As expected, U.S. Sen. Elizabeth Warren yesterday endorsed Joe Biden for president, the NYT reports, and last evening MSNBC’s Rachel Maddow got Warren to acknowledge that, “yes,” she’d accept an offer by Biden to be his VP running mate, as MassLive’s Benjamin Kail reports. We have a hunch an offer isn’t forthcoming. Just a hunch.
The Globe’s James Pindell writes that Warren’s somewhat tardy endorsement proves once again that she has a bad sense of political timing.
New state rules to double solar-power capacity
From SHNS’s Colin Young: “The Baker administration on Tuesday filed updated regulations for a solar energy development program that double the program’s capacity and expand eligibility criteria for low-income solar projects.” In an updated piece (pay wall), Young reports the plan is largely being praised, but not by everyone.
Parting gift? Fire boat purchase takes Fall River by surprise
He’s long gone; his handiwork is not. Members of the Fall River City Council say the first they heard about a new, $600,000, custom-made fire boat that former Mayor Jasiel Correia ordered purchased was when they got the bill. Jo C. Goode at the Herald-News has all the details.
Conference with Greg Sullivan of Pioneer Institute: Study on MA Unemployment Predictions
MassFiscal will be hosting an online video web forum with Greg Sullivan, former MA Inspector-General and the current Research Director of the Pioneer Institute.
ROAR Web Series with Josefina Bonilla and Special Guest Aniesia Williams
Join us as we discuss the emergence of new leadership styles and importance of keeping connected and managing your social media platforms. Aniesia will also discuss how she became a social media influencer.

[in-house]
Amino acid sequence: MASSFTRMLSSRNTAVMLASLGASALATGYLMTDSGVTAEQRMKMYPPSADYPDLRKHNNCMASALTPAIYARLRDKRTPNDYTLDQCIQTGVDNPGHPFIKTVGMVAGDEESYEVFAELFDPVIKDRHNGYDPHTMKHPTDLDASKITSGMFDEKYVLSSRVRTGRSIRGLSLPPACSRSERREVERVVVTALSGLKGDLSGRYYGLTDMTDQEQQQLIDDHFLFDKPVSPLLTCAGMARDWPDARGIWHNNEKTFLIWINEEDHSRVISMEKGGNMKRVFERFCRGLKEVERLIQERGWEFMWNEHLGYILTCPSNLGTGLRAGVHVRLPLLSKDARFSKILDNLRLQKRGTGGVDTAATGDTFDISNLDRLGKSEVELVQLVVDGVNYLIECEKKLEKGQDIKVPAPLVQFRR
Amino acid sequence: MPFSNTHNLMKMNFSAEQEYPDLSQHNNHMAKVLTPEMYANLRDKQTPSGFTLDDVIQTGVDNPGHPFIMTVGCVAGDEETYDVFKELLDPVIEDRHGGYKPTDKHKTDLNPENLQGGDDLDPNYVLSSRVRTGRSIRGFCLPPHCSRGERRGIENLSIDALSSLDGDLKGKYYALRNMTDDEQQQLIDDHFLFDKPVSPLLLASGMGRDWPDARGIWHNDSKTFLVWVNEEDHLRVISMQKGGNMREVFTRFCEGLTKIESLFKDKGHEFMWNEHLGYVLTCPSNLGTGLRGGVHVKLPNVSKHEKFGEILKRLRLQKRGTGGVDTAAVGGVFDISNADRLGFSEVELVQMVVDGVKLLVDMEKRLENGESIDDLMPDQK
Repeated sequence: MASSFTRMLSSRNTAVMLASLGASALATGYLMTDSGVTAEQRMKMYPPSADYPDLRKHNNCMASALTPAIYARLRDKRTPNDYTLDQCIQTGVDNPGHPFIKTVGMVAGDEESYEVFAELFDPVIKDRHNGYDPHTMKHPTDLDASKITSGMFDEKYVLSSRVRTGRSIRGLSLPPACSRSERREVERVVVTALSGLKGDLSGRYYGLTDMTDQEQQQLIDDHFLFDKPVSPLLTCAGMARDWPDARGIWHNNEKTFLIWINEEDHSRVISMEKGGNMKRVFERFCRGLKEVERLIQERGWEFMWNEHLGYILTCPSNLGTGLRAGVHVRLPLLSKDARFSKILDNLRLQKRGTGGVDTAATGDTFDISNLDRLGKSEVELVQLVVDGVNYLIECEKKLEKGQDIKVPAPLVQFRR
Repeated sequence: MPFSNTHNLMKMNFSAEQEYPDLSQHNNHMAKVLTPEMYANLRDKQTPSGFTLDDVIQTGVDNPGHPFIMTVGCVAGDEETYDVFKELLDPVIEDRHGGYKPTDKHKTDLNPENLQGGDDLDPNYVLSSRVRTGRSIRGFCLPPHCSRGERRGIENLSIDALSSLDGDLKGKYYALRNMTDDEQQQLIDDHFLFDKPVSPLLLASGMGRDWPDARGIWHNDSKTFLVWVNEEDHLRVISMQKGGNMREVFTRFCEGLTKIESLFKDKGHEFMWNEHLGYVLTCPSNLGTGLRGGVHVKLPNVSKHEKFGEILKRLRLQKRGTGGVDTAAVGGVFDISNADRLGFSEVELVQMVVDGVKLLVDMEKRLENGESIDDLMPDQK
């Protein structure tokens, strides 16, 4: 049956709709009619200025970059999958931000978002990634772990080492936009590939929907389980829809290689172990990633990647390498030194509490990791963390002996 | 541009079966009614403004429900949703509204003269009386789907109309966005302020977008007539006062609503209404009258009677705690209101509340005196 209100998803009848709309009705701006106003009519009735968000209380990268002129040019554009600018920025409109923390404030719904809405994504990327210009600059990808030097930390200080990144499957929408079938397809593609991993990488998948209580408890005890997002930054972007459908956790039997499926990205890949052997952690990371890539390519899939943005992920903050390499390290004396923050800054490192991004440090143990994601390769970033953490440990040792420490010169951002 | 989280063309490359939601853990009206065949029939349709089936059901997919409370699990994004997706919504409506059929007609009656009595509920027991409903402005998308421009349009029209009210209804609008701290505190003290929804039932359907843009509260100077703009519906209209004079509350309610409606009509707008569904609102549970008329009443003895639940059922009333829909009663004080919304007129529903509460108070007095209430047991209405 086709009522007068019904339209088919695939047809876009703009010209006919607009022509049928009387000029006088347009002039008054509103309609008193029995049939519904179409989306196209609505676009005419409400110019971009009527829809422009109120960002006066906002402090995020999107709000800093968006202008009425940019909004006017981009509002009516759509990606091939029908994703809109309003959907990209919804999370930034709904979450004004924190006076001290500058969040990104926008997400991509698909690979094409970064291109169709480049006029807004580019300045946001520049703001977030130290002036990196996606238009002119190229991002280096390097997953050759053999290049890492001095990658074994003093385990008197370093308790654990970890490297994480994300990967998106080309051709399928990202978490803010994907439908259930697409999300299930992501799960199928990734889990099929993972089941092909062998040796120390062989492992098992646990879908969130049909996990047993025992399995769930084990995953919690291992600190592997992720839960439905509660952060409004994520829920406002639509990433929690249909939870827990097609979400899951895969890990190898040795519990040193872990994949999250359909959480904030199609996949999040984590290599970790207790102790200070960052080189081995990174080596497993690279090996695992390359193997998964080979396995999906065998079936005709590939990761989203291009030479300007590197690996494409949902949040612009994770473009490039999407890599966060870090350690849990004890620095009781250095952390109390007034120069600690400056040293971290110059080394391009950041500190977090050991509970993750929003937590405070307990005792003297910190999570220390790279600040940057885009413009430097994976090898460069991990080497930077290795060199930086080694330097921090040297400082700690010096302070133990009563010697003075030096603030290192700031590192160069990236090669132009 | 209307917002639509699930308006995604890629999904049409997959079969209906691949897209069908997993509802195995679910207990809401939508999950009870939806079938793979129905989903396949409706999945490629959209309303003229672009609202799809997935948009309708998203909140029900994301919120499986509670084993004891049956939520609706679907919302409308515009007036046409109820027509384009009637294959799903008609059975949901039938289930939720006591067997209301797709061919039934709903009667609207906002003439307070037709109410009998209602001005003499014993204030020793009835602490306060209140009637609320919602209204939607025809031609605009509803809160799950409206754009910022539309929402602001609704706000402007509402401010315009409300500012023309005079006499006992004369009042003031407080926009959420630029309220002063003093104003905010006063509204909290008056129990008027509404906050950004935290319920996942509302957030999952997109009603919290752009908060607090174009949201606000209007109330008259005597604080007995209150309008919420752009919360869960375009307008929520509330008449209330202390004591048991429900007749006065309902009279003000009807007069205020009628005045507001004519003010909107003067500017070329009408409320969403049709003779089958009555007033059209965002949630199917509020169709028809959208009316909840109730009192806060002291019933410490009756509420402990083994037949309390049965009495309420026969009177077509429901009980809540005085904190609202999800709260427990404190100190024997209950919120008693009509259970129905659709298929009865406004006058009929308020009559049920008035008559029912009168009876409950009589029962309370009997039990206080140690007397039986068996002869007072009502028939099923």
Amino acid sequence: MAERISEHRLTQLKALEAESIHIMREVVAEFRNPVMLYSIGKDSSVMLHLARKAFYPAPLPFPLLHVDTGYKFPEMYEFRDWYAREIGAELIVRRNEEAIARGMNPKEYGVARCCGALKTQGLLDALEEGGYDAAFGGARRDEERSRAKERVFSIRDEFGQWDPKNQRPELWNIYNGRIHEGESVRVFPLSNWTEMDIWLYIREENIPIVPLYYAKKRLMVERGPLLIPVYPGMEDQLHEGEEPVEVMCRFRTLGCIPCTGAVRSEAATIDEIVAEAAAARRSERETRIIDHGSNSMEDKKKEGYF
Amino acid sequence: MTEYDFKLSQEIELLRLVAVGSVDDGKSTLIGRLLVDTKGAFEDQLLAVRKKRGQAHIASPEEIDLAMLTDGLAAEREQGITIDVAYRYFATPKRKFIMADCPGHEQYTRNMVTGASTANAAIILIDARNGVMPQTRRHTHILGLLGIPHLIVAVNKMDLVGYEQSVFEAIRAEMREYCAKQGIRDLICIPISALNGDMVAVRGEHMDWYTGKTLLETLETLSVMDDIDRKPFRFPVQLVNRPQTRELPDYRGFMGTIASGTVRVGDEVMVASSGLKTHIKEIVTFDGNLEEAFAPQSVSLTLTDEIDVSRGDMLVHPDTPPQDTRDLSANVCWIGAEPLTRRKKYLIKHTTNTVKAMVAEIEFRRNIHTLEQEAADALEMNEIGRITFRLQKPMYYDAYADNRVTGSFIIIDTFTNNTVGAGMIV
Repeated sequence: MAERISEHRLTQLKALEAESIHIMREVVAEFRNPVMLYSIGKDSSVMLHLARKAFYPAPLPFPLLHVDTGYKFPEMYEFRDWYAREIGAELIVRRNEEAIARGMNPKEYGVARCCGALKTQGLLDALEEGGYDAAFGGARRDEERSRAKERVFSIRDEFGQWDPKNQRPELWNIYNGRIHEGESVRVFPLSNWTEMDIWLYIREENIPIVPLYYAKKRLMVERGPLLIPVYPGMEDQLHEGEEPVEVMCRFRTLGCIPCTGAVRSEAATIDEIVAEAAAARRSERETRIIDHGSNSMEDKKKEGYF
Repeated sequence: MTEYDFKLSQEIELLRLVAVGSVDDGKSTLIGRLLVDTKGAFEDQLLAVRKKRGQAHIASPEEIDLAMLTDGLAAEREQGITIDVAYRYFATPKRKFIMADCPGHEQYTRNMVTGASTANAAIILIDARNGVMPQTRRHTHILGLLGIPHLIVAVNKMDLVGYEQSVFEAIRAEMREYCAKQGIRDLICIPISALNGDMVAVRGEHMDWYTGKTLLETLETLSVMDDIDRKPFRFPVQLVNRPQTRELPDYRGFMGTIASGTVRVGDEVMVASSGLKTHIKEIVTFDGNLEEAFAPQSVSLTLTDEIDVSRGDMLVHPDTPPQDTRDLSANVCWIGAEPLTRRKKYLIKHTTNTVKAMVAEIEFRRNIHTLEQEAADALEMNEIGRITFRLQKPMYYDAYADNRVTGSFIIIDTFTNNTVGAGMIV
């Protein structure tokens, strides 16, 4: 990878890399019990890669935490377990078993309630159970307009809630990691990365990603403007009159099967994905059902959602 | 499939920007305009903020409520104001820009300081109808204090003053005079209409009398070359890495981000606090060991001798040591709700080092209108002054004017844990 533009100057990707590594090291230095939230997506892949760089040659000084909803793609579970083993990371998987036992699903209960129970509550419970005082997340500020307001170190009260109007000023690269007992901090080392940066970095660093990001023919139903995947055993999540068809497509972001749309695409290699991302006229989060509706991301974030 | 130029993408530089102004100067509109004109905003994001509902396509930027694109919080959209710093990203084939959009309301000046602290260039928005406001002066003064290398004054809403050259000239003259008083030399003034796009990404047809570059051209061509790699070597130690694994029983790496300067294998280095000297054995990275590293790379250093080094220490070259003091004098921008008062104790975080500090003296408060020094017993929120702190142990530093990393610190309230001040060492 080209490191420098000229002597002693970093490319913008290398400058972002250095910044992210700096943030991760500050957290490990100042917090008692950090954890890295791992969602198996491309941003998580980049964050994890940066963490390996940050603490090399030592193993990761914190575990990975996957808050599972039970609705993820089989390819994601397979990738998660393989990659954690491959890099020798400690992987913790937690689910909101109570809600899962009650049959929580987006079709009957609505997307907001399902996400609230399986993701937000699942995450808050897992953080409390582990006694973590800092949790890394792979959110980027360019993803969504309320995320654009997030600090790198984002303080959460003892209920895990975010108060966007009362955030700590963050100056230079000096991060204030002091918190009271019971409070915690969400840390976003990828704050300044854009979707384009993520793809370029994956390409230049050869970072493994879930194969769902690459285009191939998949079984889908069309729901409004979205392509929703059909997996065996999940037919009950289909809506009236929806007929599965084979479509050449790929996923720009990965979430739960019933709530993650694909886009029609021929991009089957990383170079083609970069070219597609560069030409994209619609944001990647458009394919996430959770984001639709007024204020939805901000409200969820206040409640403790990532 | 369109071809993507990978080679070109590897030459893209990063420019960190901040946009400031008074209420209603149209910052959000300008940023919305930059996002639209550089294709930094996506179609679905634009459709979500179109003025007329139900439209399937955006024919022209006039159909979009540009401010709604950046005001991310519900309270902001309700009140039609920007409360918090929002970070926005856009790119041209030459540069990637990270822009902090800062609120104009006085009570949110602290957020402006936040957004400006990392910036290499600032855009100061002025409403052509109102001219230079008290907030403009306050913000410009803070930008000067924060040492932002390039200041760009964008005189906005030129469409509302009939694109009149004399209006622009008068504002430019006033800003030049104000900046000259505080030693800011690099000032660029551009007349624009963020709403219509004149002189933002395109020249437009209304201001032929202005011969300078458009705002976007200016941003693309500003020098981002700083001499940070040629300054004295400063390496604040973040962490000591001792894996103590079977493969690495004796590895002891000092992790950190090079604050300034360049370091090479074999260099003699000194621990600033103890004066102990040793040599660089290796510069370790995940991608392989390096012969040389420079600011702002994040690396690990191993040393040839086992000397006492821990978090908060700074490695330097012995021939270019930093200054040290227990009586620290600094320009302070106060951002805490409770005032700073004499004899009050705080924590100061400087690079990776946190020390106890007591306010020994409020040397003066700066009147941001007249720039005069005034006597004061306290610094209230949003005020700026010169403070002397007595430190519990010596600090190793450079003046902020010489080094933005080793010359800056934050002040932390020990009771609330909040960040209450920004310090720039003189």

Making a Digital Marketing Strategy for Unpredictable Times
Entrepreneur Melinda Emerson shows us why marketing and social media are essential in difficult times—and how to be ready when those times are over.
Technology trends to help your small business stay the course
71 percent of small- to medium-sized businesses are addressing the forecasted slow growth by making long-term plans, taking into account anticipated technological, demographic and economic changes over the next 5-10 years*. A secure, sustainable approach to technology and innovation will help business owners combat future challenges.
2020 Robert C. Wood Visiting Professor of Public and Urban Affairs Lecture featuring Christiana Figueres
Each year, the Robert C. Wood Professorship brings a distinguished public leader to campus for a lecture and conversation to engage students, faculty, and community members in discussions of public policy and public service. The McCormack Graduate School is pleased to announce Christiana Figueres as the 2020 Robert C. Wood Visiting Professor of Public and Urban Affairs.
Jewish Social Justice Study Session
Join JALSA for a weekly Jewish social justice themed conversation, facilitated remotely every Thursday evening at 7:00 PM. This Thursday, we’ll be discussing food justice and equity: how we can make sure all members of our community have what they need to grow and thrive.
Public Health Update w/ Dr. Ashish Jha
Newton City Councilor Jake Auchincloss will speak again with Dr. Jha, Newton resident, physician, and Director of the Harvard Global Health Institute for a COVID-19 public health update.
Graduate Student Conference 2020
The John W. McCormack Graduate School of Policy and Global Studies hosts a Graduate Student Conference 2020 on Policy and Global Studies. The conference includes several panels and flash talk presentations on the theme: “Policy and Politics Across Public Spaces: Building Communities from the Local to the Globa
Art Happy with Katie series
Join Art Happy with Katie for fun, stay-at-home activities for the family!